Marie Vašková

* 1941  

  • "We were also taught religion. We had a catechist who was very strict. When we interrupted, especially when the boys did, they had to hold the ruler on their fingers with their arms raised forward. That was the punishment. Otherwise it was good there. I just remember once my teacher, her name was Ognarova, wrote me a message for my mother to sign. Somehow I ruined it, I probably crumpled it, and because I wanted it to be nice, I copied it all with the signature of the teacher. And for that I was in trouble."

  • "We had a newsagent, a stall where we sold tobacco. My mother bought it from a disabled person who no longer wanted to do it. It was opposite the church. Mom didn't have a job, so she bought it from him. Once every fortnight or once a month we went to Opava with a big luggage to buy tobacco products. And I remember there was a reform at the time. It changed 5: 1 for under three hundred crowns per person, otherwise it was more expensive, 50: 1. At that time, my mother had just bought material for a newsagent's shop for about twenty thousand. And when they suddenly announced the currency, we were left with 900 crowns. And that was just enough for me, my mom and brother to exchange. "

  • "We had a small garden behind the house and there was an apple tree. Once, a bomb fell there and the tree flew to the roof of the house. It was on the side where we slept behind the wall. We were afraid that it would happen to us, too. Then the Russians came. They didn't stay with us much. At that time we raised two cows and also a pig, so beets and potatoes were cooked for them. The soldiers were hungry, and when they saw the steamers of potatoes, they just said ‘Davay! Davay!’ and they put potatoes from those large pots into backpacks so that they could eat because they were hungry. "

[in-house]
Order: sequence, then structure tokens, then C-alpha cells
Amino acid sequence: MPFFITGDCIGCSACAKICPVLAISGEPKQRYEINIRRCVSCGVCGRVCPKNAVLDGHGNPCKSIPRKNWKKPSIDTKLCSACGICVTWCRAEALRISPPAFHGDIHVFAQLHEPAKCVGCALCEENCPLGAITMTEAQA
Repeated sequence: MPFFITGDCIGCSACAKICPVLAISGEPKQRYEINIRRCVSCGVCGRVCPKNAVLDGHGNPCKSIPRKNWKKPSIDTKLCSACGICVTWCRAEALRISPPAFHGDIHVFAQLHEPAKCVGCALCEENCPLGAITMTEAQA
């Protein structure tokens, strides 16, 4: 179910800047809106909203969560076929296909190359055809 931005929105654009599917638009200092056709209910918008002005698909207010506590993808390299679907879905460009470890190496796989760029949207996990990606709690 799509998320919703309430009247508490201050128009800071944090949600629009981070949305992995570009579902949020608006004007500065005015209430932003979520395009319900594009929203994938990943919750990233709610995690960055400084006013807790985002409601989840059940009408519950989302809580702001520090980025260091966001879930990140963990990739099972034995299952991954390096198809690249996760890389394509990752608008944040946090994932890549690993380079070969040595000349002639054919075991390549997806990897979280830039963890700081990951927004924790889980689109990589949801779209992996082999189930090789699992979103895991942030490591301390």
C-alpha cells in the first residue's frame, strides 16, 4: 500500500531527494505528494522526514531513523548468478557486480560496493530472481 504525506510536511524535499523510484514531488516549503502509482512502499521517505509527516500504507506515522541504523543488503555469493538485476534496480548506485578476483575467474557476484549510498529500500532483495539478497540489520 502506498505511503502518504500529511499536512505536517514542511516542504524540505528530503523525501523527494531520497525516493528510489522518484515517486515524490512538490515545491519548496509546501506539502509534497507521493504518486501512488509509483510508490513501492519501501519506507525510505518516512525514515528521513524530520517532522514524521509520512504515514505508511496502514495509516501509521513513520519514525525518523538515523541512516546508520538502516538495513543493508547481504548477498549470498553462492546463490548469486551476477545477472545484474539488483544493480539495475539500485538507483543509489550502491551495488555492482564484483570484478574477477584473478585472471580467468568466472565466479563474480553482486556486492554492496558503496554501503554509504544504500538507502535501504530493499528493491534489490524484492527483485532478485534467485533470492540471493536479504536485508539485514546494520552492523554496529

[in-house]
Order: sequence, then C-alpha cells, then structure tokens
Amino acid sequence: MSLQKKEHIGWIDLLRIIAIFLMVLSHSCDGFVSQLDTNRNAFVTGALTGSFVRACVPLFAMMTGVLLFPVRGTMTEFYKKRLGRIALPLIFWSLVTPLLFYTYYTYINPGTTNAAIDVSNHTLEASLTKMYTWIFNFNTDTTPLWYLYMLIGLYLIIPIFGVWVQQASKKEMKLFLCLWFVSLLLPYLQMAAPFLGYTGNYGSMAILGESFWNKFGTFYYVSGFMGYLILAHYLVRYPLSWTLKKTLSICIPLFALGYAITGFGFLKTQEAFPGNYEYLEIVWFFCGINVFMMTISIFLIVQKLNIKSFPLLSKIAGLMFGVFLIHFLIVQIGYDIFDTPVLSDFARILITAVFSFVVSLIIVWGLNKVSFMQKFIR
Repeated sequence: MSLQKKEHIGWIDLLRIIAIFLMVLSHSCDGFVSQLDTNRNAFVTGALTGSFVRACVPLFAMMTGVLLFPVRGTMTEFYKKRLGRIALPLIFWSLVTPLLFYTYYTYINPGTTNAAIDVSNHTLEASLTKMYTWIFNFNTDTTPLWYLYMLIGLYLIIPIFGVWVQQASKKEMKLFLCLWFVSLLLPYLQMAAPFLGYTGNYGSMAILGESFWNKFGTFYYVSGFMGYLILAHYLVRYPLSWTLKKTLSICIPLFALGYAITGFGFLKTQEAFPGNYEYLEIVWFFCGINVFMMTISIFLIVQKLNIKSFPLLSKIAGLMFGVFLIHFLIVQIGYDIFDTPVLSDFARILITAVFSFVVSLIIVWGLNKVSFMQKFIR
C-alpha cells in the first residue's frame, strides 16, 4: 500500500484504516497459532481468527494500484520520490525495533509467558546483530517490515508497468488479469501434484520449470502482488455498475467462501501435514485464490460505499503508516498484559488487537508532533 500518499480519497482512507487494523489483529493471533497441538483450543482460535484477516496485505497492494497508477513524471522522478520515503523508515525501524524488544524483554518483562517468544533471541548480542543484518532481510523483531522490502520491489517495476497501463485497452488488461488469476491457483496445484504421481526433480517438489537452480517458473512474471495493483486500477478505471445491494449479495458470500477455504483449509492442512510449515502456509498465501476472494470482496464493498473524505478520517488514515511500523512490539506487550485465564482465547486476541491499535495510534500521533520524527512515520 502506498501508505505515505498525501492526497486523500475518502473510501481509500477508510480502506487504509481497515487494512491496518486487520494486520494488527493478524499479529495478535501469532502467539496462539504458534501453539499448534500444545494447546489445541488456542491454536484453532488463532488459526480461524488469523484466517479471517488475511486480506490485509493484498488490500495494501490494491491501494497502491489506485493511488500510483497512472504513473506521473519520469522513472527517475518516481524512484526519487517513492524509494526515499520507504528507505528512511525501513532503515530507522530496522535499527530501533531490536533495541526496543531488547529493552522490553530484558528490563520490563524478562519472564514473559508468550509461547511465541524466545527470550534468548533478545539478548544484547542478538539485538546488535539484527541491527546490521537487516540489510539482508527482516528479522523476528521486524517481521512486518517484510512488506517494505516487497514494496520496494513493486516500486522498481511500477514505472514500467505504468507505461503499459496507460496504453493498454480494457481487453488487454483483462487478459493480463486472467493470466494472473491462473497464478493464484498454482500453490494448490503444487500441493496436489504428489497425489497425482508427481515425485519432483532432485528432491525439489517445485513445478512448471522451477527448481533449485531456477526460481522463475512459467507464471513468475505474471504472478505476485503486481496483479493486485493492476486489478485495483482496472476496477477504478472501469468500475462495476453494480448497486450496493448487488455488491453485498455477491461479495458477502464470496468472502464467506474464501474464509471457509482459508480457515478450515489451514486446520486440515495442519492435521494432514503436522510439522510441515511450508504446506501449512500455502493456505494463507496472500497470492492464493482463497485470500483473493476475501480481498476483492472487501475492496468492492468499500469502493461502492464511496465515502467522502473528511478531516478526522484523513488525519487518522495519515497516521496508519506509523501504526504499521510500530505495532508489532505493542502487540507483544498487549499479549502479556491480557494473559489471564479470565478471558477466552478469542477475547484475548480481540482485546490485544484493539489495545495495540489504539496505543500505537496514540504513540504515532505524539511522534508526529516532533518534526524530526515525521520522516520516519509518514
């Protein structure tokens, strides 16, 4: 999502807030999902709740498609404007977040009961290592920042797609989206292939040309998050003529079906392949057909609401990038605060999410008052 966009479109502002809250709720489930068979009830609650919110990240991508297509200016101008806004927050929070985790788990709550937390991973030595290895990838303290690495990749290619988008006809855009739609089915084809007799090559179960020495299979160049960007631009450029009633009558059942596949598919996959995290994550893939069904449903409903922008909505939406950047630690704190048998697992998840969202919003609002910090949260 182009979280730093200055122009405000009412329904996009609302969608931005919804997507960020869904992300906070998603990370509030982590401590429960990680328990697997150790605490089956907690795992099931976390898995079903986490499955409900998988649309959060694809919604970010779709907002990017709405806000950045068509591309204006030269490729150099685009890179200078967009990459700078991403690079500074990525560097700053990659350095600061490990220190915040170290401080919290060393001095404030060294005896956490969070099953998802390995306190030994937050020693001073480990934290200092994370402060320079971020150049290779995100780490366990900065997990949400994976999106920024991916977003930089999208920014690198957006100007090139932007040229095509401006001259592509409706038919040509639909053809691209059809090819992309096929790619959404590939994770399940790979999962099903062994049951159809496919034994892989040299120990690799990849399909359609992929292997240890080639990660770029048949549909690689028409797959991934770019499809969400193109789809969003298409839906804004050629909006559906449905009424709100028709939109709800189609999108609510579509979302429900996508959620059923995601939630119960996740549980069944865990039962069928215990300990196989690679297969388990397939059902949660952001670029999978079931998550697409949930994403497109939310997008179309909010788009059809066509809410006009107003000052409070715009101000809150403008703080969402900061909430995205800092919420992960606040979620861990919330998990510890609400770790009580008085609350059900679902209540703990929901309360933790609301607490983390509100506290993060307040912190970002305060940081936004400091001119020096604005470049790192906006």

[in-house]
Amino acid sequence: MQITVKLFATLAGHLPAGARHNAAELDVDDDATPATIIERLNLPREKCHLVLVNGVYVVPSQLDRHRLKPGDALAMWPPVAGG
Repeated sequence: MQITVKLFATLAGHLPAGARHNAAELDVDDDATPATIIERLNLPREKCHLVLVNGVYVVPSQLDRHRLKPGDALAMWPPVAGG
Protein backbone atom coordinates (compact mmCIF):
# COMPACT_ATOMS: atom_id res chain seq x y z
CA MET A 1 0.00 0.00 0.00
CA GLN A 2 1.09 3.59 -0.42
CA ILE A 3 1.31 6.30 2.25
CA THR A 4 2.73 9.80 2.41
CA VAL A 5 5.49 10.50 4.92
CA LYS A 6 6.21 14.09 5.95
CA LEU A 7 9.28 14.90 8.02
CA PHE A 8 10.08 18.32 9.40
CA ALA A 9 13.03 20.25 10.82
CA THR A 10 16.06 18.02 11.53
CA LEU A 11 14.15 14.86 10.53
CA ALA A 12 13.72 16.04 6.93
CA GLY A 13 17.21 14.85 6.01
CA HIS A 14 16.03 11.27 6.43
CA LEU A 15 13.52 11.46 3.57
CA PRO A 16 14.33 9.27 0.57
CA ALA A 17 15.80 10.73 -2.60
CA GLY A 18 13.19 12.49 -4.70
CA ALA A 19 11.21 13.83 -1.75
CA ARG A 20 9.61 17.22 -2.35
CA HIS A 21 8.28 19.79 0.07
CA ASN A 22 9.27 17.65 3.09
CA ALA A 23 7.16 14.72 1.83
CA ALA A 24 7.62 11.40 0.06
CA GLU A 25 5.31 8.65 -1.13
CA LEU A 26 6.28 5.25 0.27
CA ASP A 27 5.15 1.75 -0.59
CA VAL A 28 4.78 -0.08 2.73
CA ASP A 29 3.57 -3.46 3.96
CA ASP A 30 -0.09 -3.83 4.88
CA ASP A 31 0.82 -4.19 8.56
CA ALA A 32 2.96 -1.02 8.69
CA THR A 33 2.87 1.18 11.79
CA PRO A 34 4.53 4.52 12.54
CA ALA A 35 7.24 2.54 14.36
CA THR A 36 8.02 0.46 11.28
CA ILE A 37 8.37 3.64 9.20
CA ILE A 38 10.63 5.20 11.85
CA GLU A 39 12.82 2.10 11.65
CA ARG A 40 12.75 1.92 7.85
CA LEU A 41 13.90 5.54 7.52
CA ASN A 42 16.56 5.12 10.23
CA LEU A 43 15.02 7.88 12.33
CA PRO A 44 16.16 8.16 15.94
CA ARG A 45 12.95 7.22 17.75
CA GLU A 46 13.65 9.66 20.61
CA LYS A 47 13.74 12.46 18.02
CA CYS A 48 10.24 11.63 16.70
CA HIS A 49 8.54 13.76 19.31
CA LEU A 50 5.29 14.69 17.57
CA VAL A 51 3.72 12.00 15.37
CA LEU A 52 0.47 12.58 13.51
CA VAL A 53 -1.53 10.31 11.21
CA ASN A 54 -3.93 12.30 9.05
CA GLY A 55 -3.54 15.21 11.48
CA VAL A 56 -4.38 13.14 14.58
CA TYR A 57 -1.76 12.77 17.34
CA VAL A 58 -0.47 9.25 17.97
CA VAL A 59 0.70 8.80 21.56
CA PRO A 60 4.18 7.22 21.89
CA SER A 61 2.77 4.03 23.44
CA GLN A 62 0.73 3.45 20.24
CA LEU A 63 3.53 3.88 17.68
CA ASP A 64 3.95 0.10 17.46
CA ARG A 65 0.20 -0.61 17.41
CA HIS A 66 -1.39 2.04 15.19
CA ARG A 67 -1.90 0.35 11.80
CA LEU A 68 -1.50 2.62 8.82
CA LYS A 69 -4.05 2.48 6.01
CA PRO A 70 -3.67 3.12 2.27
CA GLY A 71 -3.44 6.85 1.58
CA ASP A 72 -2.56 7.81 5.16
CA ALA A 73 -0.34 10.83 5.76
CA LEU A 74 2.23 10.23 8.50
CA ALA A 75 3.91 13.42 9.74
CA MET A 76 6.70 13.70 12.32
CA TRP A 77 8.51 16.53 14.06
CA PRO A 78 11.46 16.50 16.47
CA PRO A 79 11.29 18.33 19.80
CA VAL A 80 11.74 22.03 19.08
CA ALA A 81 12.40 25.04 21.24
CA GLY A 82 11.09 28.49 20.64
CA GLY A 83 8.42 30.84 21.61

• Full recordings
  • 1

    Ostrava, 01.06.2020

    (audio)
    duration: 02:09:38
    media recorded in project Příběhy regionu - STM REG ED
Full recordings are available only for logged users.

Hard times taught me that one should be content with what they have

Marie Vašková, the beginning of the 1960s
Marie Vašková, the beginning of the 1960s
photo: Archiv Marie Vaškové

Marie Vašková, née Eichlerová, was born on May 13, 1941 in Hrabyně in the Opava region. Her father Jan Eichler was a private carpenter and joiner. When she was less than two years old, he cut off his fingers at work, got tetanus, contracted typhoid fever in the hospital, and died. Before the arrival of the front in the spring of 1945, she went with her mother and younger brother to stay with relatives in the neighboring Pusta Polom. There she experienced the arrival of the Red Army. Their house in Hrabyně was destroyed during the liberation struggles. After the war, the mother built a new house, and made a living on a small farm. Marie was in contact with the family of the first-republic politician and economist Karel Engliš, who had been in forced exile in Hrabyně since the 1950s. At the age of fifteen, she left to work as at the Tepna textile factory in Náchod. After three years, she returned to Hrabyně and began working at Klement Gottwald’s New Ironworks in Ostrava. After her marriage, she moved to Šenov u Havířova, where she worked at the post office until her retirement.